>I thought that there was indeed a record of a Western Scrub-jay on the
          >Farralon Is. Is there any expert with access to such records that can
          >clarify this issue? Jeff, if you are such an expert, my apologies.
          >My hope is that there's continued discussion about the Island-Scrub-Jay
          >distribution question, a question that has piqued my curiosity for some
          >time.

          --
        • Paul Keller
          On 02/10/01 08:41 AM, Nathan Hentze wrote: My take on the Island Scrub-Jay is different than that of Jeff Davis, though not being any
          Message 4 of 4 , Oct 2, 2002
          • 0 Attachment
            On 02/10/01 08:41 AM, "Nathan Hentze" <w_tanager@...> wrote:

            My take on the Island Scrub-Jay is different than that of Jeff Davis, though
            not being any expert I acknowledge that Jeff's account may be more accurate
            than mine. Anyway, here goes.
            Minimum sea level during the Ice Age was about 120m lower than today's
            which, given modern bathymetric data, is insufficient to expose a land
            connection to any of the Channel Is. It would, however, result in Anacapa,
            Santa Cruz I., Santa Rosa I. And San Miguel I. being connected into one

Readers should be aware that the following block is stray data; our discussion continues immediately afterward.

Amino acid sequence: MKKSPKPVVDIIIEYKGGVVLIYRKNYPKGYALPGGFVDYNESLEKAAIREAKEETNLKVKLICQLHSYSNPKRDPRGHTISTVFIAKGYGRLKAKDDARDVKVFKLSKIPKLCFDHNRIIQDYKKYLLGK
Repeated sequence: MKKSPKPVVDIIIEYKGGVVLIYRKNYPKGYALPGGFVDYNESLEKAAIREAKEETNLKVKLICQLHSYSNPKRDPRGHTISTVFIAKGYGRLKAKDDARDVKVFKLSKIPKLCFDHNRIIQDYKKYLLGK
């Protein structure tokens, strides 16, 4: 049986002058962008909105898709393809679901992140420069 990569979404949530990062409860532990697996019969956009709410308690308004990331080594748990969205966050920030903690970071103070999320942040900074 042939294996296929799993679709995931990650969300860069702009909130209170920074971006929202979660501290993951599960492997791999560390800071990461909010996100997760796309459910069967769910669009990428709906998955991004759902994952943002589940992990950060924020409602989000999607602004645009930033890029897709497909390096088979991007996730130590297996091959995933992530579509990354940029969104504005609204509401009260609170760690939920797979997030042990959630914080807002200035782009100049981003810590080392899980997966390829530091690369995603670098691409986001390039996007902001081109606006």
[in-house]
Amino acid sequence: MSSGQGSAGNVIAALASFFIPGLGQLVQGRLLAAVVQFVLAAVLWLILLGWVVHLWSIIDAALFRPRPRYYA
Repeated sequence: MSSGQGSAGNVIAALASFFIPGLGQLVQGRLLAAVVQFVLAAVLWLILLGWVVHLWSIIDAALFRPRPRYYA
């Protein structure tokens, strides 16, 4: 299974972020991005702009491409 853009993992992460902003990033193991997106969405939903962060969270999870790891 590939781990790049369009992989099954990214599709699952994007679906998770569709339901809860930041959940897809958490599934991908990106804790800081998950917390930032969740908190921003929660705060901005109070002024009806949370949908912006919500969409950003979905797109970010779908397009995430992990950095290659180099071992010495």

large island called Santa Rosae which lay only a few kilometers from the
            mainland. Therefore ancestral scrub jays must have crossed at least such a
            water barrier. Perhaps a warm dry spell between the melting of the ice
            about 12000 years ago (and the restoration of current sea level) and today
            exterminated the jays from all the northern Channel Is. except Santa Cruz I.
            I thought that there was indeed a record of a Western Scrub-jay on the
            Farralon Is. Is there any expert with access to such records that can
            clarify this issue? Jeff, if you are such an expert, my apologies.
            My hope is that there's continued discussion about the Island-Scrub-Jay